Grape like fruit with large thorns

dmgray55(6b)August 22, 2010

Can anyone identify this grapelike fruit? The tree has large sharp thorns and the fruit is very similar to grapes. Sorry the picture is not great quality.

Thank you

Here is a link that might be useful: grapelike fruit

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It sure looks like a Bradford pear. What do others think? BTW, it's not edible if it is. Makes a nice, fast growing ornamental.

    Bookmark   August 22, 2010 at 6:10PM
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It's not a Bradford Pear. Bradford Pear trees don't have thorns.

Email it to the Master Gardener Hotline for Greene County and see what they say...

    Bookmark   August 23, 2010 at 1:06AM
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The only thing that comes to mind is wild plums. They have thorns and have very small fruit. Usually wildlife gets the fruit by this time.

    Bookmark   August 23, 2010 at 7:43AM
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It may not be a Bradford pear, but trust me, Bradford pears have thorn like things on the fruit bearing twigs. I ripped my hand open on one a couple of weeks ago. My husband didn't believe me... about the thorns. I had to take him out and show him the nasty barbs. The spikes may not technically be thorns but they sure act and feel like it. It's likely not a Bradford because as Glenda mentions, it's probably too late for any fruit to still be on the tree.

    Bookmark   August 23, 2010 at 9:57AM
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    Bookmark   August 23, 2010 at 10:27AM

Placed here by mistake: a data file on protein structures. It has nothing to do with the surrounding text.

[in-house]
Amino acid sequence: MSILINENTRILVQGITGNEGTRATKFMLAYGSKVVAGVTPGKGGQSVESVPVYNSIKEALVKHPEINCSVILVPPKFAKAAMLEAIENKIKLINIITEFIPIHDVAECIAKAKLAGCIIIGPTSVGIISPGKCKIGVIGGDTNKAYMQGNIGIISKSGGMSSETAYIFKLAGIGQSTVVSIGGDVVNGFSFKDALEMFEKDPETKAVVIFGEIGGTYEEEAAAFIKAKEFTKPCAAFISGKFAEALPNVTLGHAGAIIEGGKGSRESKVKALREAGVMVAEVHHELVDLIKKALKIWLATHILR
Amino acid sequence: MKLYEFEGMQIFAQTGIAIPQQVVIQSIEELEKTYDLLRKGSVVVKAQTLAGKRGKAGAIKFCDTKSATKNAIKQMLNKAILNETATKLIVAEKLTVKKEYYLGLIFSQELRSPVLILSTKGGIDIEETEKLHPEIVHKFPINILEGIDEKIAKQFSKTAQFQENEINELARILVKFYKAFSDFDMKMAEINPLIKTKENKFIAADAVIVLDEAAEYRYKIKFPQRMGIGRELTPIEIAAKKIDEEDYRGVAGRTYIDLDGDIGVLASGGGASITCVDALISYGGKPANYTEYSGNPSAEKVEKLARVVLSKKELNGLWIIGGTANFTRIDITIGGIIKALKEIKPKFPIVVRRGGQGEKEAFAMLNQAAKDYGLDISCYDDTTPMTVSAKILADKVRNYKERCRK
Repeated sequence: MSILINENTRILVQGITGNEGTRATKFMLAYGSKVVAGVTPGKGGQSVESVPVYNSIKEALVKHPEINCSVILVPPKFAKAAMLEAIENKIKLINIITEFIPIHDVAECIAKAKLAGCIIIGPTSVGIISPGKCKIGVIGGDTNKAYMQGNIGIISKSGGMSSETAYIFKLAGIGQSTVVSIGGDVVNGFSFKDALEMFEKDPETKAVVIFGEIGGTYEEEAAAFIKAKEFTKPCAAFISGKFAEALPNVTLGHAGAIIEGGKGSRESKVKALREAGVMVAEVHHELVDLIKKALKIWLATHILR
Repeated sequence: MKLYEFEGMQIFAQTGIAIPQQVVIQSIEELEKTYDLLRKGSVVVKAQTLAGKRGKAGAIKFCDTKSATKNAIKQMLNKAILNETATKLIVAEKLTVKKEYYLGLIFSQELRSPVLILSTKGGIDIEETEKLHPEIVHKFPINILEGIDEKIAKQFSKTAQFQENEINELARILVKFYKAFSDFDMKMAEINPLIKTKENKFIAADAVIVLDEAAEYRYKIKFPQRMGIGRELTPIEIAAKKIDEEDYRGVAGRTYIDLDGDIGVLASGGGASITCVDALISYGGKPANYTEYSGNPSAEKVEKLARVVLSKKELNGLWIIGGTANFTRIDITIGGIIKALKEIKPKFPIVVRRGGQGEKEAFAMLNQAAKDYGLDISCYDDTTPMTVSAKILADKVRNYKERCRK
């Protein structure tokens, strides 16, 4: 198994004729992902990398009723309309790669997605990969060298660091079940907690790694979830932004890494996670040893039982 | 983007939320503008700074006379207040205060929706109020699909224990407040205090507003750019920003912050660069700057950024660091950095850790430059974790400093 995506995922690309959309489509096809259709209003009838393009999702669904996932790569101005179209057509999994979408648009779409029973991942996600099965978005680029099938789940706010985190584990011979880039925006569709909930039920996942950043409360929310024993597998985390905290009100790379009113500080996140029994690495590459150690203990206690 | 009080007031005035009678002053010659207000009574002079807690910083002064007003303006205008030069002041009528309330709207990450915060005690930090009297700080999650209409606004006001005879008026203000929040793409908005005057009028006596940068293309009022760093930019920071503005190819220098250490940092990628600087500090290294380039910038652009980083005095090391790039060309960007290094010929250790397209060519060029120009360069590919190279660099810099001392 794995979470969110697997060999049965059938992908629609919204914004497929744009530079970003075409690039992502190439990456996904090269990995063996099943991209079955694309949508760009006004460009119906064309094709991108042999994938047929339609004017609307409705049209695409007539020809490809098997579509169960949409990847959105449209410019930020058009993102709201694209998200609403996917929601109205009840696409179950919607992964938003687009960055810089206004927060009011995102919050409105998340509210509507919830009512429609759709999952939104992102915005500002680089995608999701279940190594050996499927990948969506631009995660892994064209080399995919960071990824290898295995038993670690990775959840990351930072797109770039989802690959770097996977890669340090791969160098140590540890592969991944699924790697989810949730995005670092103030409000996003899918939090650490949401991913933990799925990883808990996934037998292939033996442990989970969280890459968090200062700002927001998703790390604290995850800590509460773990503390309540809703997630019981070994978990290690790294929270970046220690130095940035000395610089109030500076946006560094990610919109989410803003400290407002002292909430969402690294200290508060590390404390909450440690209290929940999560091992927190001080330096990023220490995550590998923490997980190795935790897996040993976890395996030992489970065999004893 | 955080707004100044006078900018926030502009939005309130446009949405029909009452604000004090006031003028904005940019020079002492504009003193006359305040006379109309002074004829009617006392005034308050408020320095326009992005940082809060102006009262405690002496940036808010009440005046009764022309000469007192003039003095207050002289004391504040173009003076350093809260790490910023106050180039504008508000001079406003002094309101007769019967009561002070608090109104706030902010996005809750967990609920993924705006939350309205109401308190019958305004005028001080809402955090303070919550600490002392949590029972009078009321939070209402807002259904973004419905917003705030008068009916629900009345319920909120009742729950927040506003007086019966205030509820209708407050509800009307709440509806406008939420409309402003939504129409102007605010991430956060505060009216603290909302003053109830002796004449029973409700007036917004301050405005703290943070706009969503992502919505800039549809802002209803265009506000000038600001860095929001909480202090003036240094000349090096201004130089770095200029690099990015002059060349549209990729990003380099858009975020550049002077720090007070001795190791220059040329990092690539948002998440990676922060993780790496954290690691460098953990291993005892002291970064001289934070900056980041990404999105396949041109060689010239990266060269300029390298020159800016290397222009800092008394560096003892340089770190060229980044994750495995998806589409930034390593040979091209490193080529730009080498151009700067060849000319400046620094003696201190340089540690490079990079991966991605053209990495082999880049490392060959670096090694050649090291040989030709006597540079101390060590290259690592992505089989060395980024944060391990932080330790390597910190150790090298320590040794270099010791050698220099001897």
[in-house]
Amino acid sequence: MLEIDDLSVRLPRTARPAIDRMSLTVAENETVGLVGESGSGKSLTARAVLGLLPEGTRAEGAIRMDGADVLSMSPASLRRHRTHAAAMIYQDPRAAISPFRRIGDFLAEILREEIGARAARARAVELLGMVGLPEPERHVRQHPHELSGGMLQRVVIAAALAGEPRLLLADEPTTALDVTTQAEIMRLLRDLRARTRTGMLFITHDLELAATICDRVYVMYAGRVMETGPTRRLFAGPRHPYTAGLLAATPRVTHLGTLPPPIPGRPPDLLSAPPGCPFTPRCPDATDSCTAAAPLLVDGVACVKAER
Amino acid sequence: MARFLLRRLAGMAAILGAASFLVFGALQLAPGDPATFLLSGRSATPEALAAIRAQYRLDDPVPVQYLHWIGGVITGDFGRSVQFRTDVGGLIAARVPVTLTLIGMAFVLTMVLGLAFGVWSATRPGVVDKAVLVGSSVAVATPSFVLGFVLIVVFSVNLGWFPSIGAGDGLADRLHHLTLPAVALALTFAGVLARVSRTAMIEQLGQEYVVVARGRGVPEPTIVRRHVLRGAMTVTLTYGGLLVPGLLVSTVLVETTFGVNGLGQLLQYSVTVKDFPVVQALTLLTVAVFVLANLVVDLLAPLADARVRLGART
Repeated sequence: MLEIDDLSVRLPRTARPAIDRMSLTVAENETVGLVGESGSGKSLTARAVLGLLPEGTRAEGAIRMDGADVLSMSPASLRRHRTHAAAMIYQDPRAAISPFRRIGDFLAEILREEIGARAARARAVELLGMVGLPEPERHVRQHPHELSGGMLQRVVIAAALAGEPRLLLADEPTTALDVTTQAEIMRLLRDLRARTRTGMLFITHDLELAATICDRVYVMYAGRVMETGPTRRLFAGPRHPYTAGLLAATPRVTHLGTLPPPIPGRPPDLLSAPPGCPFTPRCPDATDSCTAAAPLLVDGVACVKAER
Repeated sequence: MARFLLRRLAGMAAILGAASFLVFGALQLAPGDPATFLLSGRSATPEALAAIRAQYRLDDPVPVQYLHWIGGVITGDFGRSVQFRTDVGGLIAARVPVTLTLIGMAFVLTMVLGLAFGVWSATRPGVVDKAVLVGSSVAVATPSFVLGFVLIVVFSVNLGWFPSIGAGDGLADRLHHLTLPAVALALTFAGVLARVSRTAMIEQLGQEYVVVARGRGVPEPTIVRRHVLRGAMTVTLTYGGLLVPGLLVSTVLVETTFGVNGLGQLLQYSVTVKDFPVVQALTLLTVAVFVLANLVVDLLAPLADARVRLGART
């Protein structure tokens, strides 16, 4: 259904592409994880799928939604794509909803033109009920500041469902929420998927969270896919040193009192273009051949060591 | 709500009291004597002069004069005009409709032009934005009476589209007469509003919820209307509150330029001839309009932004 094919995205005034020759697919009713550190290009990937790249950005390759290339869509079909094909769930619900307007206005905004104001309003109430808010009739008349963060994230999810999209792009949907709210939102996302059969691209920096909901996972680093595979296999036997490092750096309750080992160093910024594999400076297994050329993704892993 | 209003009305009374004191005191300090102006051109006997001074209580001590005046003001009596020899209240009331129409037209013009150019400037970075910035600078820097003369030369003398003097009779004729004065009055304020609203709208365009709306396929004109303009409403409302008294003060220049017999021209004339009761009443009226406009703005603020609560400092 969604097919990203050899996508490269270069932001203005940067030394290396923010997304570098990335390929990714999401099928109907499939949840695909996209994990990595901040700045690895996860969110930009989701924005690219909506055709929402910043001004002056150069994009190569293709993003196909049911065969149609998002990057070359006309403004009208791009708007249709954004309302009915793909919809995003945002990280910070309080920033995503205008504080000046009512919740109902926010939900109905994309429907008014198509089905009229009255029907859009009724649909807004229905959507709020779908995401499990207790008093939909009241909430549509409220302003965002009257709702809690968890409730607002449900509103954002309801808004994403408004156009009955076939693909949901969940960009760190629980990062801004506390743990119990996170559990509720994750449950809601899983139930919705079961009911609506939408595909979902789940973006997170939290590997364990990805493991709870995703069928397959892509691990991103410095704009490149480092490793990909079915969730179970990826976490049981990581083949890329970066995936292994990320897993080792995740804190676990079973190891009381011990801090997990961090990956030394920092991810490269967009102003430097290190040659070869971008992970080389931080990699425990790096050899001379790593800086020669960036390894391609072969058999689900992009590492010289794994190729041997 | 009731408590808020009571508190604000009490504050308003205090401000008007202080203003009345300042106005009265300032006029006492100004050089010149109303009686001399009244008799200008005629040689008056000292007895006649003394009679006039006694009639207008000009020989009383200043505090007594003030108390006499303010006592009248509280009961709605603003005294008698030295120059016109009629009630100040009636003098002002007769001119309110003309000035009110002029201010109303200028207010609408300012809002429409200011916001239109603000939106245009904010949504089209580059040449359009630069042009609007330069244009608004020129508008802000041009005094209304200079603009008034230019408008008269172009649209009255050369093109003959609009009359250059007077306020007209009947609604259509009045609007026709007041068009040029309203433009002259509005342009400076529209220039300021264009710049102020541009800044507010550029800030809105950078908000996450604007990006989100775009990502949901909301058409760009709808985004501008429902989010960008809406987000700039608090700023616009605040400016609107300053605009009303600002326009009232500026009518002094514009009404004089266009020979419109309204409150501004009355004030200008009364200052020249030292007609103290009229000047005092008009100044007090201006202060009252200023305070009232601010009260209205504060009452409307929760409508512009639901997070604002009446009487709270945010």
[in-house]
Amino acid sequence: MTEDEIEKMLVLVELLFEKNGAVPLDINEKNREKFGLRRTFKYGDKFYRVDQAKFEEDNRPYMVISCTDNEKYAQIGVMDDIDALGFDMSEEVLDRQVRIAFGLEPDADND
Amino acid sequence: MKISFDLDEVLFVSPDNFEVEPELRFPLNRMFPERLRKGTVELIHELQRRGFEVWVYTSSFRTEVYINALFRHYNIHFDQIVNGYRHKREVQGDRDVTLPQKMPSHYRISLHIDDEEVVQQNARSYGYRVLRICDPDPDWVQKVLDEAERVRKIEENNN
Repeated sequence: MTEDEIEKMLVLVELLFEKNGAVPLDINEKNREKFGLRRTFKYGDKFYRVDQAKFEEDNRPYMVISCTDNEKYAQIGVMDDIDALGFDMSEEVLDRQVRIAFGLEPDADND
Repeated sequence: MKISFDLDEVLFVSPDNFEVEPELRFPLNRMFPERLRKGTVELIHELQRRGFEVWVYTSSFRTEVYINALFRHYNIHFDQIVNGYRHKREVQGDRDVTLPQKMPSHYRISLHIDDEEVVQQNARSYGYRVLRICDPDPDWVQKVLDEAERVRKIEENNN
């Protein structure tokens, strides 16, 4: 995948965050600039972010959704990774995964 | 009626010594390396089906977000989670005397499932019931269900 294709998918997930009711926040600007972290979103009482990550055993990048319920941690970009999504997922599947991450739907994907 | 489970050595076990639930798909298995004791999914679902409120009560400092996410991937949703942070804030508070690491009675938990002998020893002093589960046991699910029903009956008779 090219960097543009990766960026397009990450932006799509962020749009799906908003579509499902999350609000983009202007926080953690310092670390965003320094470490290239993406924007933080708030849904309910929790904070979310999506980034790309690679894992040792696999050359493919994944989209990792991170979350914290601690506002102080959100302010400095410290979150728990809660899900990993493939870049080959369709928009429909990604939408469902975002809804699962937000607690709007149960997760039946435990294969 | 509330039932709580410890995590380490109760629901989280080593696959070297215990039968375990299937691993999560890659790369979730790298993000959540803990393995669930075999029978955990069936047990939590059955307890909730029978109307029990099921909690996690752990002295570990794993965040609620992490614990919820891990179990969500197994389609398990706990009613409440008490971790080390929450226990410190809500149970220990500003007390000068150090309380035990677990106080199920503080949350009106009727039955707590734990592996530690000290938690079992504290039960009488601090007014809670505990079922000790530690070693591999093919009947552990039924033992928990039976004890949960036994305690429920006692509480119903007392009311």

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I've had Bradford and Aristocrat Pears before. This is definitely not that. Also the fuit has a single seed in it. I will try the Masrer Gardner Hotline as suggested by violet z6 and post their response

    Bookmark   August 23, 2010 at 1:25PM
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This thread is a great example of the difference between plants when using common names vs Latin names. The only way to know for sure what a plant is exactly, is via it's Latin name.

There can be common names for plants (like "Bradford Pear" that actually refer to different cultivars). It would probably be more correct to call the thorned variety you have "callery pear". While all Bradford Pears are Pyrus calleryana, not all Pyrus calleryana, n are Bradford Pears.

The Bradford Pear by definition was originally bred to be sterile and thornless. However they readily cross-pollinate with other varieties of callery pears. Bradford Pears were planted in abundance several years ago because they're a fast growing tree with a shape that people like. The downfall of the tree is that because it grows fast and because of it's narrow branching habit, the branches tend to split from storms or from weight. They are also short lived, about 15-25 years.

Any true Bradford Pear tree is thornless. If you have one that has thorns, it's a hybrid and not a true Bradford Pear.

Thanks for this thread, it was interesting to do the research and learn more about the differences! (Clemson University)

As for the photo in the original post, I would agree with gldno1 that there's a good chance it is wild plum.

Here is a link that might be useful: Photos of

    Bookmark   August 23, 2010 at 3:52PM
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Looks like the folks that said wild plum were right. It's called American Plumb and apparently is native to much of the U.S. A small thorny shrub or tree grows to 15' or so with gnarly branches and small fruits. Thanks everyone.

    Bookmark   August 24, 2010 at 8:38PM
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ceresone(missouri ozarks)

My Mother was picking up Pears from out trees the day before she died. Afterward, I dumped a wheelbarrow load beyond our driveway--some came up. The result now, 30+ years later, is a pear tree, with thorns--but the pears are tiny, hard, ans shaped like a Delicious Apple. Inedible.

    Bookmark   August 30, 2010 at 8:42AM
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